Clar­ity of role, ca­reer growth path helps at­tract mil­len­ni­als

The Times of India (New Delhi edition) - - Times Nation - By Su­jaya Ban­er­jee

In­dian mil­len­ni­als must be­come the fo­cal point of any hu­man cap­i­tal trend or dis­cus­sion in the coun­try, given they are poised to be 70% of In­dia’s work­ing age pop­u­la­tion by 2026.

Mil­len­ni­als or Gen Y is the co­hort born be­tween 1980 and 2000, who grew up with ac­cess to smart­phones, the in­ter­net and all other tech­nolo­gies avail­able — the gen­er­a­tion born im­me­di­ately af­ter Gen X (1965-1979).

The mil­len­nial pop­u­la­tion in In­dia is 426 mil­lion, com­pared to Amer­i­can mil­len­ni­als at 70 mil­lion and Chi­nese mil­len­ni­als at 218 mil­lion.

In­dian mil­len­ni­als are in­flu­enced by the rapid adop­tion of tech­nol­ogy they have wit­nessed, they are chil­dren of abun­dance as com­pared to their par­ents, and are mostly up­beat, com­pet­i­tive, am­bi­tious and want re­sults in­stantly.

Many of their world views are con­trary to those of pre­vi­ous gen­er­a­tions, espe­cially in the con­text of ‘power dis­tances’ (high lev­els of in­equal­ity of power and wealth ac­cepted as a cul­tural norm) and com­mu­ni­ca­tion (it is lim­ited and guarded be­tween those who have power and wealth and those who don’t). Both these macro-so­ci­etal norms con­tinue to find their way into the work­place in the form of power dis­tances and com­mand & con­trol lead­er­ship styles, fur­ther ac­cen­tu­ated by the hi­er­ar­chy — an in­dus­trial era con­struct still reign­ing supreme in the knowl­edge era.

Com­mu­ni­ca­tion flow is top­down, pre­sum­ing the top or se­nior lead­er­ship have all the in­for­ma­tion, ex­pe­ri­ence and an­swers to make strate­gic de­ci­sions — of­ten a fal­la­cious as­sump­tion given the dis­rup­tions across in­dus­tries in un­prece­dented VUCA times. ( VUCA stands for volatil­ity, un­cer­tainty, com­plex­ity and am­bi­gu­ity.)

With the ad­vent of the knowl­edge era, which has con­sid­er­ably democra­tised in­for­ma­tion/knowl­edge, the ‘sea­soned judg­ment’ ex­pected from lead­ers will now need to be re-ex­am­ined, as past gen­er­a­tions grap­ple with un­prece­dented prob­lems in a non-lin­ear world.

With four gen­er­a­tions at work (Baby boomers, Gen X, Gen Y and with Gen Z beginning to come in as in­terns), we are look­ing at an in­ter­est­ing melange of world views, which can eas­ily chal­lenge col­lab­o­ra­tion, en­gage­ment, re­ten­tion and con­tri­bu­tions in the fu­ture. The hi­er­ar­chy with its think/do di­vide still adorns most or­gan­i­sa­tions, suits the Boomers and Gen X who have waited for their turn to com­mand and lead. But these styles can se­verely ham­per com­mu­ni­ca­tion flow, ac­count­abil­ity, own­er­ship and agility — all so cru­cial in VUCA times.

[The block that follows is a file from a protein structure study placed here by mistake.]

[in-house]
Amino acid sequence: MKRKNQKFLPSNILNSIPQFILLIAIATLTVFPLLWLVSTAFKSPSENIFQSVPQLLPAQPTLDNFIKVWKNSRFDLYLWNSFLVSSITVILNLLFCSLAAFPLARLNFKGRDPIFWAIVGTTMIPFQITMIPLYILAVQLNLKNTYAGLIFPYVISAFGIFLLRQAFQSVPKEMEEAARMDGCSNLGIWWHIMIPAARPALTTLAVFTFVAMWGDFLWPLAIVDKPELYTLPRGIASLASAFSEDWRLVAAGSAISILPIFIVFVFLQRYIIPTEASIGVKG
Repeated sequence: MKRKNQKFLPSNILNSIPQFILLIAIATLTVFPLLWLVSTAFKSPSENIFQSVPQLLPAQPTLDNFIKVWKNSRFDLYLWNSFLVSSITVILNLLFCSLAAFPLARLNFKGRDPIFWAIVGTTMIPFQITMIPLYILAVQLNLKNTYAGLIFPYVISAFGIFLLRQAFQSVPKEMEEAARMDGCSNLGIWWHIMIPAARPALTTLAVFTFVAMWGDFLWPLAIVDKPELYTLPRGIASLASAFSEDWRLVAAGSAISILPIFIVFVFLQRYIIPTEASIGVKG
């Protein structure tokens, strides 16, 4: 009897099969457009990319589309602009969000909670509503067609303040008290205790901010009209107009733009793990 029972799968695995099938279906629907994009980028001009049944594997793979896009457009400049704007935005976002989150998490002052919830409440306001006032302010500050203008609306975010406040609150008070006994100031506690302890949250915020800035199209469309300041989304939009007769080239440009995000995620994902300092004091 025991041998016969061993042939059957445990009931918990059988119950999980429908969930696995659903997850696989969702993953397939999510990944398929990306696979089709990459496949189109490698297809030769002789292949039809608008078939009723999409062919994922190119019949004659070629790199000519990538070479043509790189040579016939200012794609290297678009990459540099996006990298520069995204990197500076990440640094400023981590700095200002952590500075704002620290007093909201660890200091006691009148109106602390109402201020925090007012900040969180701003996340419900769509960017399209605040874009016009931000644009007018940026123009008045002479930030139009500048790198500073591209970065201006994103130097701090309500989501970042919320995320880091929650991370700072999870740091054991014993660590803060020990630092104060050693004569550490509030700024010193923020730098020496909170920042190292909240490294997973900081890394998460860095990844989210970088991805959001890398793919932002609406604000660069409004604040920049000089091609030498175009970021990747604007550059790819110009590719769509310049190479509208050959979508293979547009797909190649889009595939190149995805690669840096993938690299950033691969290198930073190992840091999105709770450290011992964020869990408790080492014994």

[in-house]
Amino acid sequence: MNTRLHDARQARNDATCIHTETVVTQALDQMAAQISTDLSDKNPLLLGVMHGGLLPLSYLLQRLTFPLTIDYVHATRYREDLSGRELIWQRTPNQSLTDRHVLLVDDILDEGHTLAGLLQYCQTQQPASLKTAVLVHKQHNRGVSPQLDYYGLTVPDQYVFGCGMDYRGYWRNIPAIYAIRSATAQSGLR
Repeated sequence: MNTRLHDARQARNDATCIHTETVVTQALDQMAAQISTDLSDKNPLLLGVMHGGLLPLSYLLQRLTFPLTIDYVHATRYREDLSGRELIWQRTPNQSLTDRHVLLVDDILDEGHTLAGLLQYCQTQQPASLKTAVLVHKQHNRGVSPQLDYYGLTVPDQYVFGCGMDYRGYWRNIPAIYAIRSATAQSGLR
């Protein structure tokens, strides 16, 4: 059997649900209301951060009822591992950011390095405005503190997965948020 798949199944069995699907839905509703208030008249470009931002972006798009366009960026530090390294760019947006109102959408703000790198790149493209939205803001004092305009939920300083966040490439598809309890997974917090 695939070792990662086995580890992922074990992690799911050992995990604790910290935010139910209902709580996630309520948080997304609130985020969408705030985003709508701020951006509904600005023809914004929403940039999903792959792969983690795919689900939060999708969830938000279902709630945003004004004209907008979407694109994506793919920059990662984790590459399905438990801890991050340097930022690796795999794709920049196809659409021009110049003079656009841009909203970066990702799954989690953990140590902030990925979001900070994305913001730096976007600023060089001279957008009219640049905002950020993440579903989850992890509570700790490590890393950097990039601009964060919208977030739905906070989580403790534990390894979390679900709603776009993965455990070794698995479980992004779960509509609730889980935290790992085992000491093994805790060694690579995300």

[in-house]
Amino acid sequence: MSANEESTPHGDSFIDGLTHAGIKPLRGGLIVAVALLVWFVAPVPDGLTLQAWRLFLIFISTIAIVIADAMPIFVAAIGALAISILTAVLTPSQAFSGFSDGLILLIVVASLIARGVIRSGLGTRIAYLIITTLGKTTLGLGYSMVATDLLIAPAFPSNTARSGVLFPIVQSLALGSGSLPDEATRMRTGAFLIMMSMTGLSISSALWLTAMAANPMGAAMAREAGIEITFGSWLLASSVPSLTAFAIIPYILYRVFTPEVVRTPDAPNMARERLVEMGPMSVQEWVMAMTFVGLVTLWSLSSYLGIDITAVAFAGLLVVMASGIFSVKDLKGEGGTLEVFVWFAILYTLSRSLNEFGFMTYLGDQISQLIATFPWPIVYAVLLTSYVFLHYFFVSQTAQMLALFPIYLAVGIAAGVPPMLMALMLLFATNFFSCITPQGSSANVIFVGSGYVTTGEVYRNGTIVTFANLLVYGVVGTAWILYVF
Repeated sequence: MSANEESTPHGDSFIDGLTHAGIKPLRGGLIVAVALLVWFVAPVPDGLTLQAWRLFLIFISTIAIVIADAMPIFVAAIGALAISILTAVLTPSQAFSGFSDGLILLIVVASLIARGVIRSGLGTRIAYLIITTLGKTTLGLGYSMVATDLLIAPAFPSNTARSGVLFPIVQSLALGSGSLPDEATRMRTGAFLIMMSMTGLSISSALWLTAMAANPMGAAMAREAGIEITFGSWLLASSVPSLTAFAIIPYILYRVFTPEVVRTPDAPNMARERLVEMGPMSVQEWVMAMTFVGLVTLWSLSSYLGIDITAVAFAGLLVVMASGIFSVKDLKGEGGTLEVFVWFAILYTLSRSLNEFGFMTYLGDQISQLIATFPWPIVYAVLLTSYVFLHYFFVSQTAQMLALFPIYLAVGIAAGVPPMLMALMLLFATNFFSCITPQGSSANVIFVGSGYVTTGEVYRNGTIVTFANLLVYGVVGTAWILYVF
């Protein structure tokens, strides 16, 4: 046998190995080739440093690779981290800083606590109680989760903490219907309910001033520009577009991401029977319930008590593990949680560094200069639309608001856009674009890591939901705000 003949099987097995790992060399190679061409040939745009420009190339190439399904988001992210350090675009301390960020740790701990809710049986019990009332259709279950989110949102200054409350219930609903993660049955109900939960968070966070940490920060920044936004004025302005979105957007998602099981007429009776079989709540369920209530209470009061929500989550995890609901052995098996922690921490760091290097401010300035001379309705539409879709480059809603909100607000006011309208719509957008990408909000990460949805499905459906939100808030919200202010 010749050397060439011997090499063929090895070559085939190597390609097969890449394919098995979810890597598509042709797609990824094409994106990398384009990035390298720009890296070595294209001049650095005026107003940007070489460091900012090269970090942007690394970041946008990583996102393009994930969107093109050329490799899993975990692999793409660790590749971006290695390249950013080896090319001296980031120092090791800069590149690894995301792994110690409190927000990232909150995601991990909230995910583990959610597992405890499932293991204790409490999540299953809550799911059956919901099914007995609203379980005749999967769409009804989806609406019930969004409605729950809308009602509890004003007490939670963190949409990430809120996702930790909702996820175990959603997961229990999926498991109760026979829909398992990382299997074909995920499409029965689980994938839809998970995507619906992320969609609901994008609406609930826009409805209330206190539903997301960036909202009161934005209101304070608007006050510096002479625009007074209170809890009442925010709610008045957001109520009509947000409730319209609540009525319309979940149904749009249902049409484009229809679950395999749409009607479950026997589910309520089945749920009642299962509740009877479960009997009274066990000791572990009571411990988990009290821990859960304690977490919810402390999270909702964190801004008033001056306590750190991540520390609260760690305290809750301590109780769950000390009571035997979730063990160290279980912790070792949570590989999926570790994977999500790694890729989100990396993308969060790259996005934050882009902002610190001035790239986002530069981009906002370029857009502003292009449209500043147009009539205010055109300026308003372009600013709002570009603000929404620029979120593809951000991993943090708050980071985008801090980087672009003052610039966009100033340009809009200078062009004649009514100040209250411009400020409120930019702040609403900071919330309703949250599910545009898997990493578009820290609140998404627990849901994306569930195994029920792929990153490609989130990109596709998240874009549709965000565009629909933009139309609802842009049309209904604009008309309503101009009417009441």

Fur­ther, the pre­mium on obe­di­ence, re­wards for fol­low­ing in­struc­tions, and cul­tures of ap­pease­ment & con­sen­sus un­der the pre­text of speed have left sev­eral mil­len­ni­als be­wil­dered as to how to nav­i­gate the po­lit­i­cal webs within or­gan­i­sa­tions be­fore be­ing heard.

One re­cent re­search in­cluded 100 fo­cus group dis­cus­sions with In­dian mil­len­ni­als with ex­pe­ri­ence of 2-3 years across in­dus­tries. And here are two things they shared: In­dian mil­len­ni­als see their bosses as scared/in­se­cure, some­times para­noid about mak­ing mis­takes, risk-averse and scared of speak­ing up — this makes work­ing in the busi­ness world less at­trac­tive and grow­ing into lead­er­ship roles less as­pi­ra­tional. Se­cond, most of them picked the im­age of At­las car­ry­ing the weight of the world to de­scribe their stressed and over­bur­dened Gen X bosses.

In­ter­est­ingly, Gen X is the most re­silient gen­er­a­tion any­where in the world, hav­ing wit­nessed the great­est num­ber of tran­si­tions through their life­times, espe­cially with the ad­vent of tech­nol­ogy and con­nec­tiv­ity.

For those in­ter­ested in cre­at­ing mil­len­nial-friendly work­places and pre­par­ing to in­te­grate this im­por­tant co­hort, here’s what they mostly seek from an em­ployer:

* Role-based or­gan­i­sa­tions and des­ig­na­tions.

* A pos­i­tive work cul­ture. * Men­tor­ing by ex­pe­ri­enced se­nior lead­ers.

* Gen Y/mil­len­ni­als are of­ten cham­pi­ons for busi­ness with a pur­pose.

* Work-life bal­ance un­til they merge to find their ‘Iki­gai’: That’s the Ja­panese con­cept of a ‘rea­son for be­ing’.

* Reg­u­lar feed­back on per­for­mance.

* Equal­ity and re­spect for the no-power-dis­tance gen­er­a­tion.

Thewri­ter­is­founder &CEOofCap­stonePeo­ple

Con­sult­ing

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